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Dreams Over Breakfast



A Native American approach to intimacy with yourself, your family, and the world around you.

This article appeared in the Winter 2002 issue of Spirituality & Health. Every morning as I was growing up, my parents, brothers, and I shared a simple ritual. We would sit around the breakfast table and recount our dreams from the night before, exploring them for meaning or message, and sharing laughs over the cleverness of pun and symbolism so often present in dreams. I’ll never forget the burst of hilarity that greeted my own recounting of a dream in which I had a ring with a “black stone heart” set in it, my family well-aware that I’d just broken up with a boyfriend who’d wanted to get more serious. Dreams that felt more powerful or even disturbing, however, waited until later in the day for sharing. I’d speak to one of my parents privately, and often my mother would say, “That sounds more like a kind of dream I know your father has. You should ask him about it. Maybe he’ll understand what it means.” He often did, or if not then he would share a similar dream, sometimes one he’d had thirty or more years ago, and we’d compare the two and talk about them, trying to understand. It wasn’t until …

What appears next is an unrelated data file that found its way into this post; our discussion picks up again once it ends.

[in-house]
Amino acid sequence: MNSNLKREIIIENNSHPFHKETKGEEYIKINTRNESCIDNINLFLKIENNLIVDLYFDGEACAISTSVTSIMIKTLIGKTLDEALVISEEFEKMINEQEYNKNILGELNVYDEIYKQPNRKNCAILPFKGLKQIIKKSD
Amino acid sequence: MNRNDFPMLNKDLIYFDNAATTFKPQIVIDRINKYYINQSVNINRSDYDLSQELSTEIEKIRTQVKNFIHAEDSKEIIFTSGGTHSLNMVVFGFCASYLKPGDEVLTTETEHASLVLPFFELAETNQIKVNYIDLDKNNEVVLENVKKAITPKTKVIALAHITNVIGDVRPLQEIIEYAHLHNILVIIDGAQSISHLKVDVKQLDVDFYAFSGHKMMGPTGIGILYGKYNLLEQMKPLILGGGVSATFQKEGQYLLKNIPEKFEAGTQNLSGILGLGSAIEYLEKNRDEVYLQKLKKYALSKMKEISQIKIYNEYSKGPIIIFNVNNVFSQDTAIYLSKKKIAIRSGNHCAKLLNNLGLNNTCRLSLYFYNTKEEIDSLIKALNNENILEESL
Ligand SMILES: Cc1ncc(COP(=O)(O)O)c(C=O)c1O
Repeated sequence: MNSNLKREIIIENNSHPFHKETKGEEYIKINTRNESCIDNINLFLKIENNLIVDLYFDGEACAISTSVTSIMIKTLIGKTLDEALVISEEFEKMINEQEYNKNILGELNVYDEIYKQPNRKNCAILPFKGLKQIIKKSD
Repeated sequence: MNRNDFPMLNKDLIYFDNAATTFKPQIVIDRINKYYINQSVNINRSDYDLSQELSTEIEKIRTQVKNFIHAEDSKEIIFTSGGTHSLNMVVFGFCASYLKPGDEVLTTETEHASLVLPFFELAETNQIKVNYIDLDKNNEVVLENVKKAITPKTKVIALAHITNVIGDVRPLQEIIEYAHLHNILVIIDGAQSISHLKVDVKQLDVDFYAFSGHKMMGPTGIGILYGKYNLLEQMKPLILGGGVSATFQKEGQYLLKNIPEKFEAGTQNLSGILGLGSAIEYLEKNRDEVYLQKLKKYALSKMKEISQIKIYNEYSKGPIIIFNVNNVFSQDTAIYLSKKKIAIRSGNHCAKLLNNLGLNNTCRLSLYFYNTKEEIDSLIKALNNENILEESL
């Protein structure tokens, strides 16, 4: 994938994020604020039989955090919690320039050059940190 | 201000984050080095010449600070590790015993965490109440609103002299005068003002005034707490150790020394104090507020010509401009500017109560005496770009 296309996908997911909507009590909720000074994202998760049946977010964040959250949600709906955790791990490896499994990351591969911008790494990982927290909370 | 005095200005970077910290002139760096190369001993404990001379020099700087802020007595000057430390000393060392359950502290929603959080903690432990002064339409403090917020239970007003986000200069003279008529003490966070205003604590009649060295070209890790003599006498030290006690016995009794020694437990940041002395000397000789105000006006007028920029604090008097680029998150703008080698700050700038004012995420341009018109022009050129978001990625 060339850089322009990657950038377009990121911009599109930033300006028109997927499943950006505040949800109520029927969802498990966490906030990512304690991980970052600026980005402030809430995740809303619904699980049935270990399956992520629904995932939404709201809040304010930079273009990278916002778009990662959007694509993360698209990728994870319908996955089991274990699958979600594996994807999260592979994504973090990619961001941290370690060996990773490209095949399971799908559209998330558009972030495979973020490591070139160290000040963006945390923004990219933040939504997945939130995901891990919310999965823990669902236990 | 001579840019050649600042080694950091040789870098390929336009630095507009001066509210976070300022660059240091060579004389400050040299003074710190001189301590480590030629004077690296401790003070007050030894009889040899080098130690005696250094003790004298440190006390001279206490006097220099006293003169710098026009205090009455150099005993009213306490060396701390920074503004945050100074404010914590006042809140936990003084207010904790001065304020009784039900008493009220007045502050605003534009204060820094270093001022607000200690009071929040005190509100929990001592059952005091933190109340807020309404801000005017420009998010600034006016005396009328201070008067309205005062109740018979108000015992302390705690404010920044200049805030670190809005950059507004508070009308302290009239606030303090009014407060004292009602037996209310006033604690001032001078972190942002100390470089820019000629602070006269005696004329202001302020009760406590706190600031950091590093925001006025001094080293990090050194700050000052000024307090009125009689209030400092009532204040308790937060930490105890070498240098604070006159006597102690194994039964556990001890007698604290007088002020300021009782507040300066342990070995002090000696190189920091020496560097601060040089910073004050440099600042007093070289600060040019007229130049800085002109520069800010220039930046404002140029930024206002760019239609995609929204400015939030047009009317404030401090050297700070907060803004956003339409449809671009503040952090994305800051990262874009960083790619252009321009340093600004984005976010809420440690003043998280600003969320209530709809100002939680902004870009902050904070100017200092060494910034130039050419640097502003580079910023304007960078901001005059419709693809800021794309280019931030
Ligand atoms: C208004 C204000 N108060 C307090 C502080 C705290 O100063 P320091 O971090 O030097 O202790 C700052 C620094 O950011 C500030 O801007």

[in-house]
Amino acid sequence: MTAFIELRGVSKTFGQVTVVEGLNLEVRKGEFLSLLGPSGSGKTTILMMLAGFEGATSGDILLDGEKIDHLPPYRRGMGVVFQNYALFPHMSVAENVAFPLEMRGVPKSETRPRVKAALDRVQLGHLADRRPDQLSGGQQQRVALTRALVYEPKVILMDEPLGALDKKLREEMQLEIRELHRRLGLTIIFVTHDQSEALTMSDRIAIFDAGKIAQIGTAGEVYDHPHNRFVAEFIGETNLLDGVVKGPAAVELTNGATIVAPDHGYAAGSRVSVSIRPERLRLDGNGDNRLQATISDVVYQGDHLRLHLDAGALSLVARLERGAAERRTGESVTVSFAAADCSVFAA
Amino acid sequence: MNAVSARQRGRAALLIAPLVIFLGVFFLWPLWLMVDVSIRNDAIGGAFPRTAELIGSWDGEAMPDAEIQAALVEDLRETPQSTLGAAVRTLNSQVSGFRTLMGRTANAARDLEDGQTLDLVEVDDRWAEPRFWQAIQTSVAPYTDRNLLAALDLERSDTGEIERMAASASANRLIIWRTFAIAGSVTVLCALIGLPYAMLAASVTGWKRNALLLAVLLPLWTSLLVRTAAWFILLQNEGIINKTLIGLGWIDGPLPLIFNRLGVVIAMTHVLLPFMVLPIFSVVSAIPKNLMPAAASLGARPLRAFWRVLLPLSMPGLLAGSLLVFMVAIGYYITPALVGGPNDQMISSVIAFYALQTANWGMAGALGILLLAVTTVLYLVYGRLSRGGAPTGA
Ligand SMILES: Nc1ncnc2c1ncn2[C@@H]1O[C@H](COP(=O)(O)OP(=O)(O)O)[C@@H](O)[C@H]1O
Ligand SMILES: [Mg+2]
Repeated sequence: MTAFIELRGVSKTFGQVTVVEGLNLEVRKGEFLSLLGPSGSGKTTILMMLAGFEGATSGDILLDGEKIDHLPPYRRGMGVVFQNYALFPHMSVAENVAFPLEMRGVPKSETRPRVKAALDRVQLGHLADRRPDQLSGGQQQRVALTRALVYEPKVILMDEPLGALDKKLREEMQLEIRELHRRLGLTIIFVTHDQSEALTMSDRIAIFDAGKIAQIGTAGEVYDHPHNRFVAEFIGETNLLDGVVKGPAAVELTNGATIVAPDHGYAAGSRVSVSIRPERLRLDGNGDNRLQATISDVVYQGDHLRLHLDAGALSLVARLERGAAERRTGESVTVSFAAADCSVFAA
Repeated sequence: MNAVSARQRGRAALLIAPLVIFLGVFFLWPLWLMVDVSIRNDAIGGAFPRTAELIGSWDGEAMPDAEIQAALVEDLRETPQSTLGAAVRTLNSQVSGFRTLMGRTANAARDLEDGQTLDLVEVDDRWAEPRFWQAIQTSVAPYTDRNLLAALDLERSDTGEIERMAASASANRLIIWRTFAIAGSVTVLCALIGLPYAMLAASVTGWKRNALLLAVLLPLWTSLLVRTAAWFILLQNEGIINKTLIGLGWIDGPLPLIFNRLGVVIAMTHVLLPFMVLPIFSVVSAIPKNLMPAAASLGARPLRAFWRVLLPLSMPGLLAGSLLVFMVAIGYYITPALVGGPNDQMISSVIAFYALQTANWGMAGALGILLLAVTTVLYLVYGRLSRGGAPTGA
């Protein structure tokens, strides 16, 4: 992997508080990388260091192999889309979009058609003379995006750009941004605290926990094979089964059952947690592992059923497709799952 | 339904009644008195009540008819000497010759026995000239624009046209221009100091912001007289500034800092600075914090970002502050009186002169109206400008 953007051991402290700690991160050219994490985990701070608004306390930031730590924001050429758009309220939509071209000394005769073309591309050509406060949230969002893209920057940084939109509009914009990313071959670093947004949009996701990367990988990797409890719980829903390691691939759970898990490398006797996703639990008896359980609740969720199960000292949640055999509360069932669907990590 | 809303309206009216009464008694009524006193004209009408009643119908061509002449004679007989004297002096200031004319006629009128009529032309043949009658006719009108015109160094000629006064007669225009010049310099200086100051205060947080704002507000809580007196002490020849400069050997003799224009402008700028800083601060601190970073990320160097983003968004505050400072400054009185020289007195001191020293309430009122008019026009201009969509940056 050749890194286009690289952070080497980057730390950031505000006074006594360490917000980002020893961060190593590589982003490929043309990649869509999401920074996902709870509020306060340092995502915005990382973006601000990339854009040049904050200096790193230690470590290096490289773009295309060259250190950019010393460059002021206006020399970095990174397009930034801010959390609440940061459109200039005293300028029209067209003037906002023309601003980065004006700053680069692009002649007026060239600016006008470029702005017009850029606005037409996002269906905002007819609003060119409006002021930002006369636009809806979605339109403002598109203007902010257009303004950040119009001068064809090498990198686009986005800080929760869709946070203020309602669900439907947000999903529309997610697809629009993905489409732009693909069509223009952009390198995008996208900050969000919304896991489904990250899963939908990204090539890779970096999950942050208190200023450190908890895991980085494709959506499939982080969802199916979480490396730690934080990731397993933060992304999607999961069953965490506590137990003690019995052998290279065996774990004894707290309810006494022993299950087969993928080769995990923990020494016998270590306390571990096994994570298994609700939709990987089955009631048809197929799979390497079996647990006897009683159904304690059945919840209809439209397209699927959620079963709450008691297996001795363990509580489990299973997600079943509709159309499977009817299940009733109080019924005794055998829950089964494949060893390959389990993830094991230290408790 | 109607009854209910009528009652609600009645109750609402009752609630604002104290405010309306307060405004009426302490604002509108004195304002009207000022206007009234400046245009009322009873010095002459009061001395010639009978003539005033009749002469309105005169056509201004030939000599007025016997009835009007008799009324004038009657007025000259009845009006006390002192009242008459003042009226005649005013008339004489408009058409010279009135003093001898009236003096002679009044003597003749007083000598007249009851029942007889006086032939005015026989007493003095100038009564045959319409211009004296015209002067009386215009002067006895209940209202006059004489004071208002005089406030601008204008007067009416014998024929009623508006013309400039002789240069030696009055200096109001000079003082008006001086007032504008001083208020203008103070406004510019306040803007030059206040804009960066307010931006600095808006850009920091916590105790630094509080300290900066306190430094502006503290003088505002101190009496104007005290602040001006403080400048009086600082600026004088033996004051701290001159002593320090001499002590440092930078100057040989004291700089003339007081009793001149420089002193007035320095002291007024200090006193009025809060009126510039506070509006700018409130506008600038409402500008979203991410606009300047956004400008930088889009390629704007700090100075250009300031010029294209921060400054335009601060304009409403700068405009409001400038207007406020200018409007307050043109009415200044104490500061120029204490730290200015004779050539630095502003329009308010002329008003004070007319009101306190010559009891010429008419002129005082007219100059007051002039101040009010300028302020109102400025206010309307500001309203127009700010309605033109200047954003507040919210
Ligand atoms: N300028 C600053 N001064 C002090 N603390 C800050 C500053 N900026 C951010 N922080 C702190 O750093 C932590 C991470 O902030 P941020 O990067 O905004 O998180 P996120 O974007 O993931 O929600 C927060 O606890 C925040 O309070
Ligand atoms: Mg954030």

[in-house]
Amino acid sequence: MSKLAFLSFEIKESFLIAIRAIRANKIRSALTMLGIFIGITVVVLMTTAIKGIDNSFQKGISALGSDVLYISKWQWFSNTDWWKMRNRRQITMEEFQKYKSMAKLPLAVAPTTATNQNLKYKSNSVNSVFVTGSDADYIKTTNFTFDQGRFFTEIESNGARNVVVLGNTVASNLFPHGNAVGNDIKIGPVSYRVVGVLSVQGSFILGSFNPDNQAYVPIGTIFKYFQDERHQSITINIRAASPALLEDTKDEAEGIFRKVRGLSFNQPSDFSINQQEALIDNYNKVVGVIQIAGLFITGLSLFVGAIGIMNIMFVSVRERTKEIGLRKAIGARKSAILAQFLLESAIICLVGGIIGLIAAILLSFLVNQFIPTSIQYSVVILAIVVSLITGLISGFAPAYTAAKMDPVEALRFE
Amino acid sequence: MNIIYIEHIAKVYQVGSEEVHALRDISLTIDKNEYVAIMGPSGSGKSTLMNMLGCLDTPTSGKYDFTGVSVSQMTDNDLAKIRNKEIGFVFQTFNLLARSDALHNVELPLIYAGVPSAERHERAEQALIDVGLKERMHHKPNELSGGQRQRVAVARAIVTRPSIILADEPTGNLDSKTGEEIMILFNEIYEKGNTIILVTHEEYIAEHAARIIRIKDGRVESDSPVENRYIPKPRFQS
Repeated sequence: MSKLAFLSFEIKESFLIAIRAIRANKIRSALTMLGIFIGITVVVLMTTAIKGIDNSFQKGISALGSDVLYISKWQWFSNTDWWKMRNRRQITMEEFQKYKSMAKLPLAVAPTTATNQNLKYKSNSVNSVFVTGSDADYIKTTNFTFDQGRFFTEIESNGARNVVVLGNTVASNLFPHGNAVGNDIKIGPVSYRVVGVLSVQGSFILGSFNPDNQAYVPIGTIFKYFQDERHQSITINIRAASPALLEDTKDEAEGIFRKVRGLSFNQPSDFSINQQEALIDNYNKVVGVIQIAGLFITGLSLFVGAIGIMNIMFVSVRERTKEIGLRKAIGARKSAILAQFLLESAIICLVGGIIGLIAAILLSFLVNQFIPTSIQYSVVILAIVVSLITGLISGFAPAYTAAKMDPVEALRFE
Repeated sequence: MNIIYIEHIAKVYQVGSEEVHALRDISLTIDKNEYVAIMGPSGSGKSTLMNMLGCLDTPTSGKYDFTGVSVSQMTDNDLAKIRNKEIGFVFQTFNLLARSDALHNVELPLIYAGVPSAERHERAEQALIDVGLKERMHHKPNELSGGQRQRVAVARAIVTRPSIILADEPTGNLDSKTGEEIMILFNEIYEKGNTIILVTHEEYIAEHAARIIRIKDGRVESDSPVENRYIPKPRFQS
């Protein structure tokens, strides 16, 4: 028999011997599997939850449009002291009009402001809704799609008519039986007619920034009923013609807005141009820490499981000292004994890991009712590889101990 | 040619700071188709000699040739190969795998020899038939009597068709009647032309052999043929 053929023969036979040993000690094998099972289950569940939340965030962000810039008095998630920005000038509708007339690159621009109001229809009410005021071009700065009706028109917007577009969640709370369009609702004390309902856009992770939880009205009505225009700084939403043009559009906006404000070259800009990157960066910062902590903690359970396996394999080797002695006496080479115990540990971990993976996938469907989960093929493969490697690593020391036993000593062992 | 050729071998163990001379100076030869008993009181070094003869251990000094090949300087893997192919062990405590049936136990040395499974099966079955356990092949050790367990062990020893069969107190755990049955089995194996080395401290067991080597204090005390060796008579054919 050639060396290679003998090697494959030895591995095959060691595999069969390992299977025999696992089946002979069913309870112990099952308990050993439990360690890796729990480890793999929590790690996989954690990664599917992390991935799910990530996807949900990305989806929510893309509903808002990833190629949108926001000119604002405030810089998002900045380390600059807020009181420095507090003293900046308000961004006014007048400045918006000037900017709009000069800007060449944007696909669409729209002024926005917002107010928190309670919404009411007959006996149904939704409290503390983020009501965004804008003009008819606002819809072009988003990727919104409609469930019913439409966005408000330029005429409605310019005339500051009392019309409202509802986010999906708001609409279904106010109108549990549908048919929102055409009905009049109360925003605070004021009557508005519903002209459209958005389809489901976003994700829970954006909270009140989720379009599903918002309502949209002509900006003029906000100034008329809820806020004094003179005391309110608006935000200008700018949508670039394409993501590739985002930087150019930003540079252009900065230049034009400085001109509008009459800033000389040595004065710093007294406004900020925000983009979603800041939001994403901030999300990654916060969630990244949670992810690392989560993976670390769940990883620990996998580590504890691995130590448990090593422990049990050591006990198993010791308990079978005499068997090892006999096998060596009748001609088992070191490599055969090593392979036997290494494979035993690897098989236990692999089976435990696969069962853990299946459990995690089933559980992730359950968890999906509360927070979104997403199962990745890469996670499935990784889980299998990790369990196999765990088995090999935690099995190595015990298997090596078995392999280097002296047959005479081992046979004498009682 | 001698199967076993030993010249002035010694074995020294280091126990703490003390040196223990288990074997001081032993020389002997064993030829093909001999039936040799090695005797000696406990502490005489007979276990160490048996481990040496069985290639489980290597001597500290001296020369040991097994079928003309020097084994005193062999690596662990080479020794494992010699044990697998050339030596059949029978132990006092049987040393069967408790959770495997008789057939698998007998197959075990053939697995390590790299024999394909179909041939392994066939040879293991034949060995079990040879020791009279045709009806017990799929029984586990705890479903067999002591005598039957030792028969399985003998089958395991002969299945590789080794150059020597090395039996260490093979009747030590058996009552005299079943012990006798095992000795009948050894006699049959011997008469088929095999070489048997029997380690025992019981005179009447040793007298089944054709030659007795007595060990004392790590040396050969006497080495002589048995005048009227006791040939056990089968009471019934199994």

Suggested Readings

Native Science: Natural Laws of Interdependence by Gregory Cajete (Clear Light Publishers, 2000)

Indian Education in America by Vine Deloria, Jr. (American Indian Science and Engineering Society, 1991)

Walking in the Sacred Manner by Mark St. Pierre and Tilda Longsoldier (Simon & Schuster, 1995)

American Indian Medicine by Virgil J. Vogel (University of Oklahoma Press, 1970)

Dawn Adrian Adams, Ph.D. (Choctaw), is the president and founder of Tapestry: The Institute for Philosophy, Religion, and the Life Sciences, Inc. ( She has been awarded 5 National Science Foundation grants for science education research and Indigenous science.ᅠ She is an enrolled member of the Choctaw Nation of Oklahoma, and of Choctaw, Chickasaw, and mixed European descent.

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